Less Wrong #2

  • 5 sec usability test. Show a page or screen to a user for five seconds and take it off. Ask them what they thought of it. Reveals a lot about what you’re getting right, and what is wrong.
  • Creation of cocoa objects –
    1. Two stage creation vs one stage creation of cocoa objects.
    2. In two stage creation, allocWithZone.
    One stage creation = allocation of memory + initialization of all the class variables are done with one method. But the problem with doing it this way is that memory alloc can come from mulitple sources. Plain RAM, shared memory between processes, memory card etc. And inits can usually take multiple overloads.
    So a combination of both = m*n methods that need to be written for each class where m = # of memory sources a class can accept and #n = number of inits a class can accept.

    Two stage creation – Cocoa just uses two-stage creation to avoid the complications mentioned above. NSObject, superclass of all the objects in Cocoa implements two methods – alloc: and allocWithZone:. Most classes use these methods to allocate memory. A call to this, returns memory that can hold the object + a pointer to the object (isa *) at the top of the memory that has been allocated that points to the object that actually requested for the creation of this memory.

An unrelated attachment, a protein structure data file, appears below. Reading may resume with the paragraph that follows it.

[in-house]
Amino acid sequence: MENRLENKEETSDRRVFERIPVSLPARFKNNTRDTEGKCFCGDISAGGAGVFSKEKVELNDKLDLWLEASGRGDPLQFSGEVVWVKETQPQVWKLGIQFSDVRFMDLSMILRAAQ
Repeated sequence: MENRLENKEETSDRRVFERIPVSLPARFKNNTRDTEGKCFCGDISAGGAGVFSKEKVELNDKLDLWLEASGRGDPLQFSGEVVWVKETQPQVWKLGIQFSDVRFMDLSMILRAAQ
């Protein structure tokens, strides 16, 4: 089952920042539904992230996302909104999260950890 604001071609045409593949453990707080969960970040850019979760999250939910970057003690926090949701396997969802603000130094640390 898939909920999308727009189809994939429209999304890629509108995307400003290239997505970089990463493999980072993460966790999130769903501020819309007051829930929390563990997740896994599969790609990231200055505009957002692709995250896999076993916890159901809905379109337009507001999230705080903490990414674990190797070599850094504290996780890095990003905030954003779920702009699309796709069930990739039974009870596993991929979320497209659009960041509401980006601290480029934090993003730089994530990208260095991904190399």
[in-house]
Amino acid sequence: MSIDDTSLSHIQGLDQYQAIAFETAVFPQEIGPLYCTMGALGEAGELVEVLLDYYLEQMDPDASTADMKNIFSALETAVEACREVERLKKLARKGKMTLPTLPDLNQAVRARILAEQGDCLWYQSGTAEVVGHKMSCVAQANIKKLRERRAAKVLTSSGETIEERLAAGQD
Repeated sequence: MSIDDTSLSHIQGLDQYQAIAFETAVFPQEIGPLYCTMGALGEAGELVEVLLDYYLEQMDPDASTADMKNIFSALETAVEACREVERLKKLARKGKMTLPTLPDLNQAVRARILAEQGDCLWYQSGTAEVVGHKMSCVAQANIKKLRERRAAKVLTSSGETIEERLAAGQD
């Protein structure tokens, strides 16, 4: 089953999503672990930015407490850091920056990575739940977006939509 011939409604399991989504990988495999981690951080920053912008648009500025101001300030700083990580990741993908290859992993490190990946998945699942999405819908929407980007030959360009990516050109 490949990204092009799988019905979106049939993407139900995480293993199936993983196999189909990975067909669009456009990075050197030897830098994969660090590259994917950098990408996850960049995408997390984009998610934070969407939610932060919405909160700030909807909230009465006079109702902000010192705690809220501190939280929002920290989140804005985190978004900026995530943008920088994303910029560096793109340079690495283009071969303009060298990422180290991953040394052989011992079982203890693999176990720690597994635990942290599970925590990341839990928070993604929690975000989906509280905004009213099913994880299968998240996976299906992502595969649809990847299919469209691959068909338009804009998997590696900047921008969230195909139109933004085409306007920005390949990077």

Zones in cocoa are blocks of memory that are allocated next to each other in RAM. So whole zones can be paged out or paged in by the OS. If, however, there is no concept of zones and the objects are placed randomly in memory, one object can be paged out while a dependent object is still in the memory. There’s a high chance of the object in memory calling the object that swapped out. And if the other object in memory is swapped out meanwhile, it can lead to thrashing. So, all memory requested by the program is allocated to a zone which resides in memory blocks next to each other.

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